“Insights into the contemporary tensions in Syria can be found by examining the legacies of some of the policies implemented by the French under mandate rule.” (6 Country Profile)
When reading the Syrian profile from Harvard’s Religious Literacy Project it becomes obvious that many types of violence have been perpetuated against the people of Syria. Complicated intersections of class, religion, historical grievances, and colonial legacies have created an intricate web of problems that are almost impossible to separate from one another. It is clear that much of the violence (both direct and structural/cultural) is the result of neoliberalism, unexamined colonial legacies, and the manipulation of religious (or anti-religious) sentiments by nationalistic or outside forces.
Bashar al-Assad has regularly used the rational that he is fighting religious extremism as an excuse for crushing opposition using direct violence. The rejection of so-called ‘extremism’ by the Syrian government is a form of cultural violence as it has legitimized even the most extreme of responses. Galtung writes, “Cultural violence makes direct and structural violence look, even feel, right” (291 Country Profile).
While it is true that the current fighting has moved into the third stage (which has seen an influx of foreign jihadists), in reality, the civil war has its roots not only in colonial legacies but also within the rejection of the neo-liberalism embraced by Bashar al-Assad. His policies “led to a dramatic rise in unemployment, an increase in those living below the poverty level, and the concentration of the nation’s wealth in the hands of an increasingly smaller percentage of its citizens” (10 Country Profile). These policies compounded the already fragmented relationship between many of the diverse groups within Syria and led to structural violence perpetuated by groups such as the ‘ulama.
Al-Assad has also tried to concentrate his power by courting religious groups. Once again we see an example of a strongman trying to manipulate religious influences, only to have it backfire. The intersections, mentioned in the country profile, created by al-Assad in an effort to shore up support have instead provided “a platform for Islamist groups to offer a counter narrative that many who are consistently marginalized find compelling” (10 Country Profile). This destructive manipulation of religion is an example of cultural violence and is a modern response to colonial policies, which fragmented groups and shunned public expression of religion.
Much of the structural violence perpetuated by the French during colonial rule has been so internalized it is now no longer questioned by the society. The fragmentation the French implemented in order to maintain power is ingrained as a part of Syrian society. The government style encouraged by the French pushed certain types of Islam into the private sphere and encouraged secularism. Later, this form of Laicism was also cooped by al-Assad. ‘Good religion’, as in religion in the private sphere, was encouraged, while ‘dangerous religion’, religion in the public sphere, has been used as a justification for direct violence.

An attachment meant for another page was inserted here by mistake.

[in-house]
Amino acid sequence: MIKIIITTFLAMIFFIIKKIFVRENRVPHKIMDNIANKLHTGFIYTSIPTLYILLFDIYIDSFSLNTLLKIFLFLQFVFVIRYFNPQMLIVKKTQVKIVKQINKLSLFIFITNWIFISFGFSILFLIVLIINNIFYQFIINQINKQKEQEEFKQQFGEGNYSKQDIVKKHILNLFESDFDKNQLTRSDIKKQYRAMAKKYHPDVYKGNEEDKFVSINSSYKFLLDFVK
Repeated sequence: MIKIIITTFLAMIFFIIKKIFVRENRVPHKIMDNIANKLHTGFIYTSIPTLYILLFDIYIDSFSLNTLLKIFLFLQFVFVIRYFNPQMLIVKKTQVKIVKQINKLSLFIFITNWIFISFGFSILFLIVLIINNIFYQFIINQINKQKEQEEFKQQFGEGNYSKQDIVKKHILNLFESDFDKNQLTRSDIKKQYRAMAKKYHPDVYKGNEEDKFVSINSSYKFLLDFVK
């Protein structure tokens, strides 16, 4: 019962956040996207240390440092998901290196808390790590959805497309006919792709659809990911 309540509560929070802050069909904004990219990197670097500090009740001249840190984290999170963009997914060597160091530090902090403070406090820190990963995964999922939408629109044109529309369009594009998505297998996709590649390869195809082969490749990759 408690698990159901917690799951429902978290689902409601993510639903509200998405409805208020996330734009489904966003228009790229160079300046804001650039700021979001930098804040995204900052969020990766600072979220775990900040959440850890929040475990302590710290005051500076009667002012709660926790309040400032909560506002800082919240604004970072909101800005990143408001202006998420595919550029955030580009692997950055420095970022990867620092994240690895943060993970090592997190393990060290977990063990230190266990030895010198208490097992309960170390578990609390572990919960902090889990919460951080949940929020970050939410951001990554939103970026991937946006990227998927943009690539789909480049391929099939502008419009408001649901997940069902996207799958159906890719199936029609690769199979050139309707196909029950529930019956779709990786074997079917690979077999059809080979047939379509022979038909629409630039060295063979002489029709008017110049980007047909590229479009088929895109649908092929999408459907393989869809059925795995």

In Syria today, neoliberal policies mixed with colonial legacies have led to a situation wherein cultural violence is used to legitimize direct and structural violence against various groups. This, in turn, means that each individual faction is anxious to protect its own interests. Furthermore, outside actors have remained active within Syria because of its attractive global position. The cultural violence initiated by the French has been used to legitimize modern structural and direct violence.
Given the extreme nature of the situation in Syria, it seems obvious that the direct violence being perpetuated must be the initial focus of any peace effort. However, if we, like Omer, try to focus on peace-building strategies that go “beyond the view of peace as the cessation of direct or explicit violence” and emphasize “a comprehensive approach that attempts to confront and transform root causes of a conflict and also to envision peace as a process designed to tackle systematic or structural violence” (Omer 5), it is important to examine the symbolic and social boundaries that exist as a result of neoliberal and colonial structures. Unless these structures are addressed, while a truce may be reached in relation to the direct violence, negative peace (Omer 51) is the best that can be hoped for.
The hermeneutics of citizenship provides a framework for new types of discussions and methods to approach peacebuilding. It is clear that the neoliberal ‘secularism’ of al-Assad’s government must be reinterpreted and reexamined, especially in the context of colonialism. As with the example of Israel, the marginalized groups within Syria could offer new ways to examine the situation. Even if the only starting point that can be found is the ‘willingness to kill people you don’t know’ (Omer, Lecture 5, E1520). Moreover, examining the context of colonialism, in which it was completely acceptable for international actors to break up a country and empower a certain group over another, may create more space within the discussion and allow the different sides to recognize some similar experiences, which could be the first step to deescalating the conflict.
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